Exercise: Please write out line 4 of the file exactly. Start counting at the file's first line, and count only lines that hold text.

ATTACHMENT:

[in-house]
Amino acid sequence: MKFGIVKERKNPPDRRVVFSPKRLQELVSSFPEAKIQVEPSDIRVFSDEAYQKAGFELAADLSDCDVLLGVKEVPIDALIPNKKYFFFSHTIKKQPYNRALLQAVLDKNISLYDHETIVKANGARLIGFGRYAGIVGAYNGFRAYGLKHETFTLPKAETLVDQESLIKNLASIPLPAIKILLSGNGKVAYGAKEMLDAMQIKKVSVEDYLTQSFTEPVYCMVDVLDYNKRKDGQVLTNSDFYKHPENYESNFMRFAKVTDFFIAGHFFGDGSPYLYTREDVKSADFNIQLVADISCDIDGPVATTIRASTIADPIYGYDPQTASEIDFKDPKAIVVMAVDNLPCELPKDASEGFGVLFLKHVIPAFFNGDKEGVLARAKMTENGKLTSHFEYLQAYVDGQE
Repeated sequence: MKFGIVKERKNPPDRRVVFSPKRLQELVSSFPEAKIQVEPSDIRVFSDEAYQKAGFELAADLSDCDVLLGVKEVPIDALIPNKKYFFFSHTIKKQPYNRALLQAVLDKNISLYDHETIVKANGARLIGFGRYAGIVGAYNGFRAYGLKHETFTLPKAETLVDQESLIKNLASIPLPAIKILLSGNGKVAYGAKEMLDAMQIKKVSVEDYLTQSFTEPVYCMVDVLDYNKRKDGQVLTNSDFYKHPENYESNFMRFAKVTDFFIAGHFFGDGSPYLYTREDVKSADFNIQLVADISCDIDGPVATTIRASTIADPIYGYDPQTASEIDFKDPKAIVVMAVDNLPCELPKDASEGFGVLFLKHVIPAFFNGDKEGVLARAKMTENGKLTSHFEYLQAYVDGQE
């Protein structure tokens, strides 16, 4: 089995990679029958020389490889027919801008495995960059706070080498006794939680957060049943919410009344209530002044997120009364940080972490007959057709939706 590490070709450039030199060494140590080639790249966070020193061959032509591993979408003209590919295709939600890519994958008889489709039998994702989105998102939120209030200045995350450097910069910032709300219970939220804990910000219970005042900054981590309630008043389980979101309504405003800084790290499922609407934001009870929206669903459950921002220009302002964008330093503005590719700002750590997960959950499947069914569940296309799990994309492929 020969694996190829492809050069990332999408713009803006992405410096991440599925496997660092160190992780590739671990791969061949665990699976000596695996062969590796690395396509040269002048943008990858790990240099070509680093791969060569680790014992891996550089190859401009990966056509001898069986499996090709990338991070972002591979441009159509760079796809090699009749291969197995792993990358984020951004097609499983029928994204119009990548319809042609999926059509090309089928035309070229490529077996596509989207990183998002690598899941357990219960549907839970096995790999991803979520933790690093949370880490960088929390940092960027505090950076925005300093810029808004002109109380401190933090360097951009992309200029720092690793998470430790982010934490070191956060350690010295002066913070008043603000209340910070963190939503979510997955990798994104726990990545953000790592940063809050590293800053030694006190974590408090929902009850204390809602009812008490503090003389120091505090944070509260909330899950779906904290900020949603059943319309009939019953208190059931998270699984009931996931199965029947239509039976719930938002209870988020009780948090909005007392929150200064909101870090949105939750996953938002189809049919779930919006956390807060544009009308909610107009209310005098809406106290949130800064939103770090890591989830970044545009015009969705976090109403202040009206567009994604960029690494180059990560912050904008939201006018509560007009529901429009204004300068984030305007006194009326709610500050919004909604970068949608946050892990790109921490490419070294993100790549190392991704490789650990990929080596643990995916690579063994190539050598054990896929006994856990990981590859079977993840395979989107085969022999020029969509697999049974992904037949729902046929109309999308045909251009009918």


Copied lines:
């Protein structure tokens, strides 16, 4: 089995990679029958020389490889027919801008495995960059706070080498006794939680957060049943919410009344209530002044997120009364940080972490007959057709939706 590490070709450039030199060494140590080639790249966070020193061959032509591993979408003209590919295709939600890519994958008889489709039998994702989105998102939120209030200045995350450097910069910032709300219970939220804990910000219970005042900054981590309630008043389980979101309504405003800084790290499922609407934001009870929206669903459950921002220009302002964008330093503005590719700002750590997960959950499947069914569940296309799990994309492929 020969694996190829492809050069990332999408713009803006992405410096991440599925496997660092160190992780590739671990791969061949665990699976000596695996062969590796690395396509040269002048943008990858790990240099070509680093791969060569680790014992891996550089190859401009990966056509001898069986499996090709990338991070972002591979441009159509760079796809090699009749291969197995792993990358984020951004097609499983029928994204119009990548319809042609999926059509090309089928035309070229490529077996596509989207990183998002690598899941357990219960549907839970096995790999991803979520933790690093949370880490960088929390940092960027505090950076925005300093810029808004002109109380401190933090360097951009992309200029720092690793998470430790982010934490070191956060350690010295002066913070008043603000209340910070963190939503979510997955990798994104726990990545953000790592940063809050590293800053030694006190974590408090929902009850204390809602009812008490503090003389120091505090944070509260909330899950779906904290900020949603059943319309009939019953208190059931998270699984009931996931199965029947239509039976719930938002209870988020009780948090909005007392929150200064909101870090949105939750996953938002189809049919779930919006956390807060544009009308909610107009209310005098809406106290949130800064939103770090890591989830970044545009015009969705976090109403202040009206567009994604960029690494180059990560912050904008939201006018509560007009529901429009204004300068984030305007006194009326709610500050919004909604970068949608946050892990790109921490490419070294993100790549190392991704490789650990990929080596643990995916690579063994190539050598054990896929006994856990990981590859079977993840395979989107085969022999020029969509697999049974992904037949729902046929109309999308045909251009009918």